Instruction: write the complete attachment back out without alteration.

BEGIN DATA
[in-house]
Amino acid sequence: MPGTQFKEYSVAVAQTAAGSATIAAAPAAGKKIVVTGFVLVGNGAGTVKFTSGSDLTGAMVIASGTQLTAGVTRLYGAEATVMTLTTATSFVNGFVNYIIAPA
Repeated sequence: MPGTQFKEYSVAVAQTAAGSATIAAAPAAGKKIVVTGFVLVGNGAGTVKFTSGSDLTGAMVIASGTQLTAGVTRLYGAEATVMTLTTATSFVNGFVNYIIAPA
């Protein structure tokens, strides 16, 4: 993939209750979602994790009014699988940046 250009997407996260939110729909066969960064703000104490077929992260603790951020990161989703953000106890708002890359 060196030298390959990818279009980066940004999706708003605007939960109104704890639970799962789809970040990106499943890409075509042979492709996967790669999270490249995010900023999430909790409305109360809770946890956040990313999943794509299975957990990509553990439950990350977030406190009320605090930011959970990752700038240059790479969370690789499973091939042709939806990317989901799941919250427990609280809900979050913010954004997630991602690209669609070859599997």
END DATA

[in-house]
Amino acid sequence: MPGTQFKEYSVAVAQTAAGSATIAAAPAAGKKIVVTGFVLVGNGAGTVKFTSGSDLTGAMVIASGTQLTAGVTRLYGAEATVMTLTTATSFVNGFVNYIIAPA
Repeated sequence: MPGTQFKEYSVAVAQTAAGSATIAAAPAAGKKIVVTGFVLVGNGAGTVKFTSGSDLTGAMVIASGTQLTAGVTRLYGAEATVMTLTTATSFVNGFVNYIIAPA
């Protein structure tokens, strides 16, 4: 993939209750979602994790009014699988940046 250009997407996260939110729909066969960064703000104490077929992260603790951020990161989703953000106890708002890359 060196030298390959990818279009980066940004999706708003605007939960109104704890639970799962789809970040990106499943890409075509042979492709996967790669999270490249995010900023999430909790409305109360809770946890956040990313999943794509299975957990990509553990439950990350977030406190009320605090930011959970990752700038240059790479969370690789499973091939042709939806990317989901799941919250427990609280809900979050913010954004997630991602690209669609070859599997």